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Re: You are a Necromancer!
« Reply #49 on: November 27, 2011, 02:33:09 pm »

Absoutely second everything Grek just requested!
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Quote from: Yoink
You're never too old to enjoy flying body parts.  
Quote from: Vector
Ehndras, you are the prettiest man I have ever seen
Quote from: Dorsidwarf
"I am a member of Earth. I enjoy to drink the water. In Earth we have an internal skeleton."

monk12

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Re: You are a Necromancer!
« Reply #50 on: November 28, 2011, 07:46:18 pm »

Spoiler: Author's Note (click to show/hide)

I want to find out more about the land where the Sacred Grove was. Did the Golgothans just burn everything, or did they actually curse the land?
Revealing ourselves is completely out of the question, we would undeniably be hunted down by any human and elf alive. Also, bigger creature means less control... Hell, they could even try to kill us. Also, if a random half-dead creature is found we'll be in DEEP shit.

I rather like the idea of counteracting the Taint, though.

Ask more about the elves history and learn about the tainted lands destroyed by the necromancers

You decide to delay writing a reply to Elana- nobody will be out and about today to deliver it anyway, except those who cannot avoid it, or the foolhardy. Fetching your cloak, you head out to the Temple, snatches of song drifting out of merrily wet windows as you pass. When you arrive, you hasten inside, out of the rain. Quietly passing through private rooms where elves sit in meditation and musty storerooms, you return to Pevo Zephyrtempest's study. The aging elf sits at his desk, sheaves of paper before him, and smiles up at you as you enter.

Well hello there, Nym. Nasty day out, isn't it?
Indeed it is, Pevo. I must admit, the foul weather inspires foul thoughts, and I've been thinking on what you said yesterday.
Oh? And what did I say yesterday?
You touched on the Sacred Groves, home of Elvenkind. How were they destroyed?
The Sacred Groves were brimming with Life, more than anywhere on Urak, cultivated and enhanced by the Life Mages. Balkoth and his Necromancers attacked to steal that Vitality, to fuel his armies. When resistance was eliminated, he scoured the earth, drawing every last drop of Life from the very soil itself. Nothing can grow in dead soil, you know.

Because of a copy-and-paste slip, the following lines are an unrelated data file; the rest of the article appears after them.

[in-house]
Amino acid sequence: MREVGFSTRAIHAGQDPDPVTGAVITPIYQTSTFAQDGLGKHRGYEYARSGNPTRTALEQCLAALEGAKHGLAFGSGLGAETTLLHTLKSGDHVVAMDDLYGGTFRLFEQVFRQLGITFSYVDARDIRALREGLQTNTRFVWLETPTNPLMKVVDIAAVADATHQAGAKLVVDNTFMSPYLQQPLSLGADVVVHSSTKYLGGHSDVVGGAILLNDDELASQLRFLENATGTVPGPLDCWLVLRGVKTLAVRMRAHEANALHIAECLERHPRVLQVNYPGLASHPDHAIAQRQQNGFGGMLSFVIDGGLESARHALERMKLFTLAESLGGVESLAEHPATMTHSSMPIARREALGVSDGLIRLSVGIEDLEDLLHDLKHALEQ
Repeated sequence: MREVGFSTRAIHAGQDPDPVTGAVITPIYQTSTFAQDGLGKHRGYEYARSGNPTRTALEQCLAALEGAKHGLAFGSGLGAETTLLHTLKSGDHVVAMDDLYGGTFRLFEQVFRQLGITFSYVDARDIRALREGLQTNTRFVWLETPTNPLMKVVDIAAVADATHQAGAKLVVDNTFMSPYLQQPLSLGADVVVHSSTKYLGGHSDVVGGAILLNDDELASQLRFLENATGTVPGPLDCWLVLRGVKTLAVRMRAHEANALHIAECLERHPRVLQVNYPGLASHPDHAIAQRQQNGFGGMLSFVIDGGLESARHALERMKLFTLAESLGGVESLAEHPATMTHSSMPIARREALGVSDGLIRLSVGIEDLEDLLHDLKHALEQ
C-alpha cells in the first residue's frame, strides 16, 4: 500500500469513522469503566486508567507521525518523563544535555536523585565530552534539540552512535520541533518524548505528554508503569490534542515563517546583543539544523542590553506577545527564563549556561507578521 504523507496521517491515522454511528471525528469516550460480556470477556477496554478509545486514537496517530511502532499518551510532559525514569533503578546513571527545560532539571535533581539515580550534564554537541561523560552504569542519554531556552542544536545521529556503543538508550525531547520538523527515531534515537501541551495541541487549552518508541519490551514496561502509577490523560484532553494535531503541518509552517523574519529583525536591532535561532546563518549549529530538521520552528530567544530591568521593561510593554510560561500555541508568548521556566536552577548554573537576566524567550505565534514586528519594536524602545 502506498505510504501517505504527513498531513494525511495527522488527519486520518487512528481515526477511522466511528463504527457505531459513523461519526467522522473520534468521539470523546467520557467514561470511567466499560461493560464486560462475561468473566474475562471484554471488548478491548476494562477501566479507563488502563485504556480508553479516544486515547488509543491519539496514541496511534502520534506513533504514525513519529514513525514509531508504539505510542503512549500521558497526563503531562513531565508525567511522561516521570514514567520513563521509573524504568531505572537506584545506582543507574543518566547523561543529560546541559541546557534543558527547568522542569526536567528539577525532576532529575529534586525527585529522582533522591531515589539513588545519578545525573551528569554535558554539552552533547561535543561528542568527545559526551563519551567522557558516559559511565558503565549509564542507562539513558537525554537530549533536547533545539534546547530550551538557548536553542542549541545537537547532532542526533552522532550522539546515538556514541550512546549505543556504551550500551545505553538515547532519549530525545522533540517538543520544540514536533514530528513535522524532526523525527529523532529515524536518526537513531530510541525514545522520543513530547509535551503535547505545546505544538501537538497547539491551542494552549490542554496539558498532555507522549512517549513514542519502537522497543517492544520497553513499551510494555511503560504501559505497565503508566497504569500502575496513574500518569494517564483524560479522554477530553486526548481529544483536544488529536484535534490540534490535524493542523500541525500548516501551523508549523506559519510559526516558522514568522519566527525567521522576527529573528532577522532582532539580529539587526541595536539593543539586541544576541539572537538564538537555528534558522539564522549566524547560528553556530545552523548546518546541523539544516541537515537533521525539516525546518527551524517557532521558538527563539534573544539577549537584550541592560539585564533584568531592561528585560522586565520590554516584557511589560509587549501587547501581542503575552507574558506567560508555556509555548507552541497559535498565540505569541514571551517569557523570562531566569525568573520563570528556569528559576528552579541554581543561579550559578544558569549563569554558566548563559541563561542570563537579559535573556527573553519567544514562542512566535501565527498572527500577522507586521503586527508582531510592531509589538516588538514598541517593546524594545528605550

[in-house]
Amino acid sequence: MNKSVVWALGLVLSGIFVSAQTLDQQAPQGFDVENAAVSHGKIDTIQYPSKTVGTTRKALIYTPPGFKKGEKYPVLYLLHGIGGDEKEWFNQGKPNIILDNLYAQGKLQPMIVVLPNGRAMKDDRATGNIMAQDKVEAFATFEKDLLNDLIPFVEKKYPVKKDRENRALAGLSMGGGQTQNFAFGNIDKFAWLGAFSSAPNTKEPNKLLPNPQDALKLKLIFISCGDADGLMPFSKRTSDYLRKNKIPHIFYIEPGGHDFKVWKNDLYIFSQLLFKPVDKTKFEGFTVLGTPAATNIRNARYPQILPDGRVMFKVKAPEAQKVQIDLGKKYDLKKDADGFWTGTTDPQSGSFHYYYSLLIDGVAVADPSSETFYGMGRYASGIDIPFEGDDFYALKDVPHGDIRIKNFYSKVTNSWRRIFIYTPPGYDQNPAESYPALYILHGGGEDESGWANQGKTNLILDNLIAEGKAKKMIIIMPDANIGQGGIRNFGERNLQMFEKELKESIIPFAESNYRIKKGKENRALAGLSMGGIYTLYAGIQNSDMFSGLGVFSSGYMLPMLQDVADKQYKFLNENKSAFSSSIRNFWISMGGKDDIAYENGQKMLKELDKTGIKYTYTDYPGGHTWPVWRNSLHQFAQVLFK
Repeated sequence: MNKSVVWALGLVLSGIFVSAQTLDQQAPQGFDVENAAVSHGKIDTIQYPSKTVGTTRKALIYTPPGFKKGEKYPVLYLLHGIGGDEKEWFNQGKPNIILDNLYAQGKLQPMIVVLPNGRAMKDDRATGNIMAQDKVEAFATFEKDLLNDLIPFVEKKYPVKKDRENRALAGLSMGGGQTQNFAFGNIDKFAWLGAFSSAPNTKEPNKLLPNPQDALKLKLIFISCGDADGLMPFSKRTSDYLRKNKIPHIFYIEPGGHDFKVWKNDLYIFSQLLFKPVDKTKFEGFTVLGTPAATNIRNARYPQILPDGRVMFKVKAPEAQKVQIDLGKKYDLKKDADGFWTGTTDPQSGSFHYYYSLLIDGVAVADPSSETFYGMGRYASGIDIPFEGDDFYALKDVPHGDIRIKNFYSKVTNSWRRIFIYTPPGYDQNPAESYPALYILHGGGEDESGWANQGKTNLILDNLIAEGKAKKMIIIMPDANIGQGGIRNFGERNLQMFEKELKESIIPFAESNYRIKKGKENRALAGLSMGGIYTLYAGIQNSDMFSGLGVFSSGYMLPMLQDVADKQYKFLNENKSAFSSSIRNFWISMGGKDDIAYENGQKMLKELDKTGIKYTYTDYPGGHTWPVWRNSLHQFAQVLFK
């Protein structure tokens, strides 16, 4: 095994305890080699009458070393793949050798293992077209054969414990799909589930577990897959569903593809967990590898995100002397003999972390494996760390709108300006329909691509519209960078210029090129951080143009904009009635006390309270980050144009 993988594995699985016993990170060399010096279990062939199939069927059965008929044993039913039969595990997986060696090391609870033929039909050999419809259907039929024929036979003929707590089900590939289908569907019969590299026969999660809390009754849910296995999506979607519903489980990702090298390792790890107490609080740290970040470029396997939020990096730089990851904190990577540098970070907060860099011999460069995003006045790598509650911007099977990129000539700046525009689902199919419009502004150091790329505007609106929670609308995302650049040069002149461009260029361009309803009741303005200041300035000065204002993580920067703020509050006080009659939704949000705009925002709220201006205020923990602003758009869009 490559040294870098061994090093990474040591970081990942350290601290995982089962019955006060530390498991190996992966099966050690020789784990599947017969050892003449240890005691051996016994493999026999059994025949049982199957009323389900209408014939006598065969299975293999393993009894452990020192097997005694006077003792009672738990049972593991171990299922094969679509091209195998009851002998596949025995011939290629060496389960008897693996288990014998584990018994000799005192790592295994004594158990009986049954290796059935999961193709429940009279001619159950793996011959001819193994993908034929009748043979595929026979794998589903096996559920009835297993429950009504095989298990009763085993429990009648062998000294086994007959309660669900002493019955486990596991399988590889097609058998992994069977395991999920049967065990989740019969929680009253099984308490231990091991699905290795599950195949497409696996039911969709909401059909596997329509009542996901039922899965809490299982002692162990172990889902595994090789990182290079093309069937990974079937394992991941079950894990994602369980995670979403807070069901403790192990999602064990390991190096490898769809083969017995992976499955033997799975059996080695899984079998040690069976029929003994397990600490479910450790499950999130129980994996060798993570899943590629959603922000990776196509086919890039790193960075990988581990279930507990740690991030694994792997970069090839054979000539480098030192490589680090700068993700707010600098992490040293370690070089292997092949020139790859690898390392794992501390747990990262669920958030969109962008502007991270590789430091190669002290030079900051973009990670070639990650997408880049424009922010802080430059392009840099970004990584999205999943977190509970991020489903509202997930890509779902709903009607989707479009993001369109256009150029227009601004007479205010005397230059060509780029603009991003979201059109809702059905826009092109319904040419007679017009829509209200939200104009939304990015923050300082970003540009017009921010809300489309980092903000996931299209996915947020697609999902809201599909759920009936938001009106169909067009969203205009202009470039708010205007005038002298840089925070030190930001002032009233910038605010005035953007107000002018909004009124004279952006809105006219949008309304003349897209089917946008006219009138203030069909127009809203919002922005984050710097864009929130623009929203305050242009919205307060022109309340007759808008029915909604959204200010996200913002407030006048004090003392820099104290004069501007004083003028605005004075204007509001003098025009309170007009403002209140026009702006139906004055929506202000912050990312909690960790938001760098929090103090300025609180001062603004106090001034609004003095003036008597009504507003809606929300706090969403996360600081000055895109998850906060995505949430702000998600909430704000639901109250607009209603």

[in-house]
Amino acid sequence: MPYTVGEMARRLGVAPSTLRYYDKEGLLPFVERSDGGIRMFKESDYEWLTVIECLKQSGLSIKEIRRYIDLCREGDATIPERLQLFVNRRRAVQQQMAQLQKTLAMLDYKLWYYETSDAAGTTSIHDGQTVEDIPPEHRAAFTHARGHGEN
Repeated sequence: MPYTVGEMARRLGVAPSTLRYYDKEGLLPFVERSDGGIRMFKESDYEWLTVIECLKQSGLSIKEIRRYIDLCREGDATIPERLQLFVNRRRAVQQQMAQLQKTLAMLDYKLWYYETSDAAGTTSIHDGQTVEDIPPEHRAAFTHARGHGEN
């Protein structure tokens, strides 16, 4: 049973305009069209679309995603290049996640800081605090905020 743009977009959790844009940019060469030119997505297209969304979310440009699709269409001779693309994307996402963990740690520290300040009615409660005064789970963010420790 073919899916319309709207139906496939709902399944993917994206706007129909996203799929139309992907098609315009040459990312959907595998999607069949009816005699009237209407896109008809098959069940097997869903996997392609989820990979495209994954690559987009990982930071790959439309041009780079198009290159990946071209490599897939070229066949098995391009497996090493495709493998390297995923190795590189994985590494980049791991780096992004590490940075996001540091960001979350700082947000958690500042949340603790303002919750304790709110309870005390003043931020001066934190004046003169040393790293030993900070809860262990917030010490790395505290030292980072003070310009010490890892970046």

But wouldn't the life return eventually?
Mayhap, but it is difficult to adequately describe the devastation Balkoth wrought. He burned every tree, sucked the vitality of the soil, killed and reanimated the creatures for his own fell purposes, and he did this over an enormous area. And I have reason to believe he did something to prevent regrowth there.
Why do you say that?
Because I've been there, dear girl. All sand and rock it is, out in the wilderness far from human habitation. Nearby villages say it is bad luck, or cursed, and it may well be so. I spent days searching, but was unable to find the center of the Groves before I was attacked by a great skeletal monstrosity. Everything we know about Necromancy says that the creature couldn't possibly date to the Golgothan War- undead simply do not last that long without being cared for.
Wouldn't someone have seen what was done there? Some survivor, or spy?
There were no Elven survivors. Every Elf who stood to defend their homes instead of fleeing perished- we do not even know how effective their resistance was. Our ancestors spent the next year of the war seeking sanctuary in Thrimesdur, until we were ushered to Yicelafo. The next few years we heard no word from outside the Vale, as we focused on building a new home and hiding from outsiders, for it seemed to our ancestors that Balkoth must prevail, and pursue us sooner or later. We didn't even hear that the Dwarves had switched sides until years after the fact- the only Elf present at the Last Battle died on the battlefield.
There was an Elf in the Last Battle?
Yes, and a few in other major theaters of the war as well. Many who were adults when they fled the Sacred Grove couldn't bear to stand by, after learning how complete Balkoth's devastation had been. After settling the new generation into their new home, they took up arms and rejoined the fight. They were few, and their impact was small, but they were there.
Other theaters? I thought all the fighting occurred in Thrimesdur.
Oh my stars, no- although that was where the Last Battle took place, Balkoth and his generals were active across much of Urak. The Black Fleet nearly flanked Thrimesdur by sea, but were ultimately repulsed by the navies of the Jeweled Coast. Balkoth could have swarmed Thrimesdur under an army of zombies six feet deep had he not also needed to defend his rear against the Dwarves. And when the Horse-Lords joined the fray, Balkoth had to divert resources and allies to fighting them at home so they could not deploy on the plains of Thrimesdur in force.
I had no idea the Golgothan war was such an... inclusive affair.